India has been accepting people from diverse countries, faiths and communities since ancient times. The Persians, the Arabs, the Chinese to name a few, have all made their mark on Indian history as traders, settlers and cultural comrades. Jews, as others, were made equally welcome here. They arrived some 2,000 years ago. After the destruction of the First Temple by the Babylonians, the Jews fled the holy land. Some residents of the city of Galilee headed eastwards and many of them landed on the western Konkan coast of Maharashtra. It is here that they got shipwrecked and settled near Alibaugh, a coastal town near Mumbai.
This community calls itself the Bene Israel or Children of Israel. Historian Tudor Parfit is said to have traced their lineage through DNA tests back to the Cohaneem, high priests belonging to the Levy tribe from the 12 tribes of Israel. Till date, this tiny Jewish community calls coastal Maharashtra and parts of Gujarat its home. One can hardly distinguish Maharashtrian Jews from their Hindu counterparts except for a sprinkling of Hebrew in their Marathi, or their Judaic names that have local Maharashtrian surnames. Known as Shanivar Teli or Saturday oil pressers in Marathi, the Bene Israel Jews pressed oil except for Saturdays, the weekly Jewish holiday, Shabbat.
Along with maintaining their ancient religious practices, the Bene Israel, categorised under the Edot Ha Mizrah or Oriental Jewry have blended well into Indian culture. They have incorporated many local customs, the women have taken to wearing sarees and mangalsutra. Many senior members of the community proudly proclaim that India is the only country where ‘anti-Semitism’ never existed and that the country has nurtured them from the day they landed.
In Mumbai and Pune besides other coastal areas of Maharashtra, the grand old Bene Israel synagogues still stand tall. Though many do not find the minyan or quorum of 10 male Jewish members to conduct congregational prayers. Mumbai’s Sha’ar Ha Rahameem (Gate of Mercy), Magen Hassidim and Ahmedabad’s Magen Abraham are among India’s noted Bene Israel Synagogues.
While Marathi is the lingua franca of the Bene Israel, many are fluent in Hebrew. Although a considerable number remain in India, many have settled in Israel now and integrated well into the life there.
Sofer Sharon Binyamin Galsurkar, India’s highly respected Bene Israel Jewish scribe and educator, sports a large beard and kippah (Jewish skull cap) and shares age-old Rabbinical wisdom at his seaside office in Mumbai. His wife Sharona teaches Hebrew. Galsurkar reveals that in the Torah, the Jewish scripture, the historic connect between India and the Jews and their being a part of the Persian Empire is clearly mentioned. “We are 100 per cent Indian and 100 per cent Jewish,” says the scholar, who has shifted to Israel now.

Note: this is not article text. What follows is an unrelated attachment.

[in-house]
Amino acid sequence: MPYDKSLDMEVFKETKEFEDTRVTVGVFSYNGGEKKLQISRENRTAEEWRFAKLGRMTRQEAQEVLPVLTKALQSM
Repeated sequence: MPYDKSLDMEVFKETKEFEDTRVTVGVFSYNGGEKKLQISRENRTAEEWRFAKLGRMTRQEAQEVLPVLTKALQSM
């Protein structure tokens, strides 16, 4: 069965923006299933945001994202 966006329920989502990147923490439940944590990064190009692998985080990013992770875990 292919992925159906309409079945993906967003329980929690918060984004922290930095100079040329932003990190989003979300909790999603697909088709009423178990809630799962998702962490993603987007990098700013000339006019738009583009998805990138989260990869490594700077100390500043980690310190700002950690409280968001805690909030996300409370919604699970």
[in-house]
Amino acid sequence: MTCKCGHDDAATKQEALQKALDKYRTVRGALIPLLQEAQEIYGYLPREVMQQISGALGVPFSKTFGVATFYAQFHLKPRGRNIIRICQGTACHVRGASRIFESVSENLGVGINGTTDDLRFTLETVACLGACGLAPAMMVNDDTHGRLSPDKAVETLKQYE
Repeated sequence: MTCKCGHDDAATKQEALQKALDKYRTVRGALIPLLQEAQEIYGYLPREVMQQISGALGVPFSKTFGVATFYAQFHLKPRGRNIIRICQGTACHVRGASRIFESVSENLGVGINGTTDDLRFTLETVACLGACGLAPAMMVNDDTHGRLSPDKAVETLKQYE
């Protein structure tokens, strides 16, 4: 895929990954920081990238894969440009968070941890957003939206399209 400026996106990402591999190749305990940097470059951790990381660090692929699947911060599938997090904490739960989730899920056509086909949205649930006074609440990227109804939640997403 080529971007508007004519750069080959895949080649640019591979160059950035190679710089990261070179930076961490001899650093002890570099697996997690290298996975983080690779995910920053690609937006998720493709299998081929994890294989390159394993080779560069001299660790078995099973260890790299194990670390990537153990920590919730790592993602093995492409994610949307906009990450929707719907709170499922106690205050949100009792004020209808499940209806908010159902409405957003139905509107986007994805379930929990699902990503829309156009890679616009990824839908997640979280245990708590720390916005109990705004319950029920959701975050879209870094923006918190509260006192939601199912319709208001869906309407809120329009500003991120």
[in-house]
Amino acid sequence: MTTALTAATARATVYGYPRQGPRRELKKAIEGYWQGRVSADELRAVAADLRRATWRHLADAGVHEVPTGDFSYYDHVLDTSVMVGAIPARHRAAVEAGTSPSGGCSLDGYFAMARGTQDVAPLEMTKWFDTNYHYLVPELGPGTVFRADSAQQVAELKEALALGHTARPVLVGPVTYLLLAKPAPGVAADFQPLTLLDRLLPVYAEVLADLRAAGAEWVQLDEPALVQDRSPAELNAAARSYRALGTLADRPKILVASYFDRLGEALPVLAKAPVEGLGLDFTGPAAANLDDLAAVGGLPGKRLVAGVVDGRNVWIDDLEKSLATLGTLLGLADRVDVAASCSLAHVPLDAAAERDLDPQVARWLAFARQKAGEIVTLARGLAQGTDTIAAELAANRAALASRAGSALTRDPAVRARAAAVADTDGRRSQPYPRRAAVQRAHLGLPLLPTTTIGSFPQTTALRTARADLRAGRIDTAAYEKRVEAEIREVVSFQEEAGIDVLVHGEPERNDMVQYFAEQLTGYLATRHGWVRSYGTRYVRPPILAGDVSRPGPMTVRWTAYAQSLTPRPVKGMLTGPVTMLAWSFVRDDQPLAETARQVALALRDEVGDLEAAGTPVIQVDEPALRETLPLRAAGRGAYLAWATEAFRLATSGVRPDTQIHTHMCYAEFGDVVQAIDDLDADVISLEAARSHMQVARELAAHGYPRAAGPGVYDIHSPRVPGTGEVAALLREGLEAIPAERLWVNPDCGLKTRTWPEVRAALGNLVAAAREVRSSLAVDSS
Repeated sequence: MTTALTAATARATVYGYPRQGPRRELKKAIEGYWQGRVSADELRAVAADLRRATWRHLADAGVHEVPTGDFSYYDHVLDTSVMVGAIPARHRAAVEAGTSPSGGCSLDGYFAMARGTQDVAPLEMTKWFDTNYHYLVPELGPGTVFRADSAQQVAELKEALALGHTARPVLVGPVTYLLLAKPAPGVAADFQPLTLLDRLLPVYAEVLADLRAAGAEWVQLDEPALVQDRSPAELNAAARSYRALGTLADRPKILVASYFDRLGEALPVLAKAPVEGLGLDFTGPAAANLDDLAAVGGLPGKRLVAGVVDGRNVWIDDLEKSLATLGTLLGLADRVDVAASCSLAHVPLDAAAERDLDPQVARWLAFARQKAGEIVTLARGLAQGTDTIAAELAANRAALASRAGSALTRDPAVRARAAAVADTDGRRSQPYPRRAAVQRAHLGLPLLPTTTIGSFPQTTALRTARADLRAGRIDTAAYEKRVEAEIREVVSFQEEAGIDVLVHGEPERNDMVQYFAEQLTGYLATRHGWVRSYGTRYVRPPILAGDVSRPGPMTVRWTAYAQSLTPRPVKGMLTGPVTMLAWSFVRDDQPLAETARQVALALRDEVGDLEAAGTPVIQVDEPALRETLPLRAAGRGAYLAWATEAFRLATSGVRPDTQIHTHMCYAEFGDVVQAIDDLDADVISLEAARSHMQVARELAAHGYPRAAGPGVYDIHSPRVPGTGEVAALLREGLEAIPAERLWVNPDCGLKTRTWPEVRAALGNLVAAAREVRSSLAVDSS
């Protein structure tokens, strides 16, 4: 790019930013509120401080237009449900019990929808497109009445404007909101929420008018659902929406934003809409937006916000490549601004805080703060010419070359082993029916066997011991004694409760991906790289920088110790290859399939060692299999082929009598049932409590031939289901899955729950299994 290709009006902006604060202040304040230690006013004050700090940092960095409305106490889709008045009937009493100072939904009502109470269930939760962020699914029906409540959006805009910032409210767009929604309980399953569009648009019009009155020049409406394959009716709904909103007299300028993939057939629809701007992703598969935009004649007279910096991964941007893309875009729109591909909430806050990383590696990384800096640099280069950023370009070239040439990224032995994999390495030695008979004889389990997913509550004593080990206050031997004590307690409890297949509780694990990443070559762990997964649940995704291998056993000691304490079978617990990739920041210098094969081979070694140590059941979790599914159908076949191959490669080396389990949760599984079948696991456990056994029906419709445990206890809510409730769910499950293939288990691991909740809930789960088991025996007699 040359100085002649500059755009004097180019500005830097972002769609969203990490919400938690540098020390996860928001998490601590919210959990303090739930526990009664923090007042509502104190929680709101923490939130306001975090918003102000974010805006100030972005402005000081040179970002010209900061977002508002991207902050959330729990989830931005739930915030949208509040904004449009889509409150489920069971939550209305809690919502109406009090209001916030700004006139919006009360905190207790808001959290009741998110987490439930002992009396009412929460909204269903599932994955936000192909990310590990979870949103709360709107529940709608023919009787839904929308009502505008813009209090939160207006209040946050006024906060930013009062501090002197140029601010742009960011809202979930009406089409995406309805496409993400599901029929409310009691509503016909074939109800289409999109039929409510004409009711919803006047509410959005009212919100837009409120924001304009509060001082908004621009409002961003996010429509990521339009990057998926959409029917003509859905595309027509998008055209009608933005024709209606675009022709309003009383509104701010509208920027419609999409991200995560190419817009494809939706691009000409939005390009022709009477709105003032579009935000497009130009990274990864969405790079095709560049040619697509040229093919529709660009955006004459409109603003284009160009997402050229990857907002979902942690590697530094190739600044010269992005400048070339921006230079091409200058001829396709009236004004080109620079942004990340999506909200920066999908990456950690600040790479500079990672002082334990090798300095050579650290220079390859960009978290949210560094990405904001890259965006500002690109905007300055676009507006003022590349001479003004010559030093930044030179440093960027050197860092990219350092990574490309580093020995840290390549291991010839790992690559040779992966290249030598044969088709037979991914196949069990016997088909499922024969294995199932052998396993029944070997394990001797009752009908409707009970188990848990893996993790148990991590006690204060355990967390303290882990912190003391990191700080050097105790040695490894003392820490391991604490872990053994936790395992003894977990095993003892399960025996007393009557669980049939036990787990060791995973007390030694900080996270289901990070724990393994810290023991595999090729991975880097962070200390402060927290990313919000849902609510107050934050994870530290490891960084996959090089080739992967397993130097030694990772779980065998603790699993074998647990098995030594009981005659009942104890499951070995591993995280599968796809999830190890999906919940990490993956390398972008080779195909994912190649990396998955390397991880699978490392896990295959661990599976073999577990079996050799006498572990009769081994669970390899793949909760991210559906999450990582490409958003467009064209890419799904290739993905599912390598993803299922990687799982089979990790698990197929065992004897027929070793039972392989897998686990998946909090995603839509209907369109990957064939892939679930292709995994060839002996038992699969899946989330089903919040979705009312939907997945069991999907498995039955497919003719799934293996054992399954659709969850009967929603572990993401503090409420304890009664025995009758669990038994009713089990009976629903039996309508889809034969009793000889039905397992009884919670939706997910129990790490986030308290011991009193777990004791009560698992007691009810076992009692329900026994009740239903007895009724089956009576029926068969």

Another prominent Jewish community in India are the Baghdadi Jews. Having arrived in Mumbai some centuries ago as traders from Iraq, the Arabic-speaking community settled in Mumbai and Kolkata and established their synagogues.
Besides the famous Knesset Eliyahoo Synagogue, Mumbai’s other Baghdadi synagogue is Magen David. Exhibiting an old-world charm with its blue interiors, old chandeliers and a clock tower, one can often hear prayers being recited. Kolkata’s historic synagogue bearing the same name is yet another marvel of India’s Jewish history.
Revered philanthropist David Sassoon ((1792-1864) was among the most famous Baghdadi Jews. He was the treasurer of Baghdad between 1817 and 1829. He became the leader of the Jewish community in Bombay after Baghdadi Jews emigrated there.
Other Jewish communities in India are the Cochinis of Kerala, most of whom have immigrated to Israel leaving only a handful in India, the Ben Menashes of Manipur and Mizoram and the Bnei Ephraim of Andhra Pradesh. Cochin’s beautiful synagogues, including the Paradesi Synagogue, are remnants of the region’s fascinating Jewish history.
Some of the prominent Jewish names in India include Lt Gen J F R Jacob, Bollywood actress Nadira, theatre personality Pearl Padamsee.
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